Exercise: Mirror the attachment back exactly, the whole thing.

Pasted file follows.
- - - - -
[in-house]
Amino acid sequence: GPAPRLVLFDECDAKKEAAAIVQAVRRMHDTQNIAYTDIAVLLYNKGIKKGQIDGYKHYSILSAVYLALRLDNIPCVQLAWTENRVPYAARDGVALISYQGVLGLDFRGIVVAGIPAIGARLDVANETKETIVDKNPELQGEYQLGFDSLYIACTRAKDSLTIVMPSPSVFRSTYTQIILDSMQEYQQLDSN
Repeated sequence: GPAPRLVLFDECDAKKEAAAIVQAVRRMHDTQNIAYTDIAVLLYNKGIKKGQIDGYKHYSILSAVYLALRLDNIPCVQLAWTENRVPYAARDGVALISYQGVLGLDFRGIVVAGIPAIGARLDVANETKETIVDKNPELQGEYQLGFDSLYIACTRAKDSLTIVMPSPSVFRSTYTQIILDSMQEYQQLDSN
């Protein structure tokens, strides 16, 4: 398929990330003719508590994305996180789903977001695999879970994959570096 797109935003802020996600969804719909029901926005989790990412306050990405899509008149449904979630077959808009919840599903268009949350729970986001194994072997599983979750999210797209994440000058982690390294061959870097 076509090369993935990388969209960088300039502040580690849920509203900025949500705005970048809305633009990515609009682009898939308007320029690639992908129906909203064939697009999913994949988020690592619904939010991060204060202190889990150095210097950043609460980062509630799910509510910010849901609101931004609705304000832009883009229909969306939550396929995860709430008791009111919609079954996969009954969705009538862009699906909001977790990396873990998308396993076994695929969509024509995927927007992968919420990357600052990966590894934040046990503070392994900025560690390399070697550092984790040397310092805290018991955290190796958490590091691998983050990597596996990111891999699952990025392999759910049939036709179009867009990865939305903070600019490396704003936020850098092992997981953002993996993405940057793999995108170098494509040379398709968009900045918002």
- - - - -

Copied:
[in-house]
Amino acid sequence: GPAPRLVLFDECDAKKEAAAIVQAVRRMHDTQNIAYTDIAVLLYNKGIKKGQIDGYKHYSILSAVYLALRLDNIPCVQLAWTENRVPYAARDGVALISYQGVLGLDFRGIVVAGIPAIGARLDVANETKETIVDKNPELQGEYQLGFDSLYIACTRAKDSLTIVMPSPSVFRSTYTQIILDSMQEYQQLDSN
Repeated sequence: GPAPRLVLFDECDAKKEAAAIVQAVRRMHDTQNIAYTDIAVLLYNKGIKKGQIDGYKHYSILSAVYLALRLDNIPCVQLAWTENRVPYAARDGVALISYQGVLGLDFRGIVVAGIPAIGARLDVANETKETIVDKNPELQGEYQLGFDSLYIACTRAKDSLTIVMPSPSVFRSTYTQIILDSMQEYQQLDSN
């Protein structure tokens, strides 16, 4: 398929990330003719508590994305996180789903977001695999879970994959570096 797109935003802020996600969804719909029901926005989790990412306050990405899509008149449904979630077959808009919840599903268009949350729970986001194994072997599983979750999210797209994440000058982690390294061959870097 076509090369993935990388969209960088300039502040580690849920509203900025949500705005970048809305633009990515609009682009898939308007320029690639992908129906909203064939697009999913994949988020690592619904939010991060204060202190889990150095210097950043609460980062509630799910509510910010849901609101931004609705304000832009883009229909969306939550396929995860709430008791009111919609079954996969009954969705009538862009699906909001977790990396873990998308396993076994695929969509024509995927927007992968919420990357600052990966590894934040046990503070392994900025560690390399070697550092984790040397310092805290018991955290190796958490590091691998983050990597596996990111891999699952990025392999759910049939036709179009867009990865939305903070600019490396704003936020850098092992997981953002993996993405940057793999995108170098494509040379398709968009900045918002």